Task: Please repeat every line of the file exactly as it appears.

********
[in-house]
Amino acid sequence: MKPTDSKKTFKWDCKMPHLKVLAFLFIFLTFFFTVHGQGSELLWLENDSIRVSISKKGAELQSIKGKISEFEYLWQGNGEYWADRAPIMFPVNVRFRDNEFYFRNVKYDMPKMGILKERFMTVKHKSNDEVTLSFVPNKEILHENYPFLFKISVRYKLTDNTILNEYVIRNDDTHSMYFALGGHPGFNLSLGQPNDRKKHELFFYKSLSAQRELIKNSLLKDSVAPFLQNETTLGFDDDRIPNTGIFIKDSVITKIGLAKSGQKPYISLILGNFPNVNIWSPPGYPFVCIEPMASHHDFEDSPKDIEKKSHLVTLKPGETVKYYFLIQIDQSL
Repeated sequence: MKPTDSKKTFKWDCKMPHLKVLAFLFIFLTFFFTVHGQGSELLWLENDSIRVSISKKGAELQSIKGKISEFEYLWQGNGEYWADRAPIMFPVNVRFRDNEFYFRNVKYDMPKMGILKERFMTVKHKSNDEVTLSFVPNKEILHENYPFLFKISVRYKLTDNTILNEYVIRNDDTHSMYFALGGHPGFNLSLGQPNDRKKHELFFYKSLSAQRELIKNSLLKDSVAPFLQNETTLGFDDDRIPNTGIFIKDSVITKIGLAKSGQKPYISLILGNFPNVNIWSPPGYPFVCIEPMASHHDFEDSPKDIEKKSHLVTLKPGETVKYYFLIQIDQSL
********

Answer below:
[in-house]
Amino acid sequence: MKPTDSKKTFKWDCKMPHLKVLAFLFIFLTFFFTVHGQGSELLWLENDSIRVSISKKGAELQSIKGKISEFEYLWQGNGEYWADRAPIMFPVNVRFRDNEFYFRNVKYDMPKMGILKERFMTVKHKSNDEVTLSFVPNKEILHENYPFLFKISVRYKLTDNTILNEYVIRNDDTHSMYFALGGHPGFNLSLGQPNDRKKHELFFYKSLSAQRELIKNSLLKDSVAPFLQNETTLGFDDDRIPNTGIFIKDSVITKIGLAKSGQKPYISLILGNFPNVNIWSPPGYPFVCIEPMASHHDFEDSPKDIEKKSHLVTLKPGETVKYYFLIQIDQSL
Repeated sequence: MKPTDSKKTFKWDCKMPHLKVLAFLFIFLTFFFTVHGQGSELLWLENDSIRVSISKKGAELQSIKGKISEFEYLWQGNGEYWADRAPIMFPVNVRFRDNEFYFRNVKYDMPKMGILKERFMTVKHKSNDEVTLSFVPNKEILHENYPFLFKISVRYKLTDNTILNEYVIRNDDTHSMYFALGGHPGFNLSLGQPNDRKKHELFFYKSLSAQRELIKNSLLKDSVAPFLQNETTLGFDDDRIPNTGIFIKDSVITKIGLAKSGQKPYISLILGNFPNVNIWSPPGYPFVCIEPMASHHDFEDSPKDIEKKSHLVTLKPGETVKYYFLIQIDQSL